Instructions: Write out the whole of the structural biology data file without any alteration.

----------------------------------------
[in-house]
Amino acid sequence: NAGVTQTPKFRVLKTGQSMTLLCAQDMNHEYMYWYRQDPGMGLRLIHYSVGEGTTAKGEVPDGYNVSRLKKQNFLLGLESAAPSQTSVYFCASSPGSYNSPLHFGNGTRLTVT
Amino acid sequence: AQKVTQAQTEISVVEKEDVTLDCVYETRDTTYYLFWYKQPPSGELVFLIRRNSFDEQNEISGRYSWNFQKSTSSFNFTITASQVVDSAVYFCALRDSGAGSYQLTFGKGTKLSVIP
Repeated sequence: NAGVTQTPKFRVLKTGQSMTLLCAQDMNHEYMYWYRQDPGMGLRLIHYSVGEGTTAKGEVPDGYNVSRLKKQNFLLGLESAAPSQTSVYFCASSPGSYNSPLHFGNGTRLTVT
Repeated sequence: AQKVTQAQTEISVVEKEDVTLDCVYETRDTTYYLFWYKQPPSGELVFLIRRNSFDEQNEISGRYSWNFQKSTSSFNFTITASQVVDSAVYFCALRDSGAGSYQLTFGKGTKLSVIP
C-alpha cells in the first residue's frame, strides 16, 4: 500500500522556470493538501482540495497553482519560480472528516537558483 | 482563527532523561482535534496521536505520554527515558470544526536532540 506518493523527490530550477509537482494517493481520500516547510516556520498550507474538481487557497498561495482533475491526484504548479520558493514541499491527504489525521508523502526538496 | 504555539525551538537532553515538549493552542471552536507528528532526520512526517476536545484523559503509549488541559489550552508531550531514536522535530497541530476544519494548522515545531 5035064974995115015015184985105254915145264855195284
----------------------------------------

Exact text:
[in-house]
Amino acid sequence: NAGVTQTPKFRVLKTGQSMTLLCAQDMNHEYMYWYRQDPGMGLRLIHYSVGEGTTAKGEVPDGYNVSRLKKQNFLLGLESAAPSQTSVYFCASSPGSYNSPLHFGNGTRLTVT
Amino acid sequence: AQKVTQAQTEISVVEKEDVTLDCVYETRDTTYYLFWYKQPPSGELVFLIRRNSFDEQNEISGRYSWNFQKSTSSFNFTITASQVVDSAVYFCALRDSGAGSYQLTFGKGTKLSVIP
Repeated sequence: NAGVTQTPKFRVLKTGQSMTLLCAQDMNHEYMYWYRQDPGMGLRLIHYSVGEGTTAKGEVPDGYNVSRLKKQNFLLGLESAAPSQTSVYFCASSPGSYNSPLHFGNGTRLTVT
Repeated sequence: AQKVTQAQTEISVVEKEDVTLDCVYETRDTTYYLFWYKQPPSGELVFLIRRNSFDEQNEISGRYSWNFQKSTSSFNFTITASQVVDSAVYFCALRDSGAGSYQLTFGKGTKLSVIP
C-alpha cells in the first residue's frame, strides 16, 4: 500500500522556470493538501482540495497553482519560480472528516537558483 | 482563527532523561482535534496521536505520554527515558470544526536532540 506518493523527490530550477509537482494517493481520500516547510516556520498550507474538481487557497498561495482533475491526484504548479520558493514541499491527504489525521508523502526538496 | 504555539525551538537532553515538549493552542471552536507528528532526520512526517476536545484523559503509549488541559489550552508531550531514536522535530497541530476544519494548522515545531 5035064974995115015015184985105254915145264855195284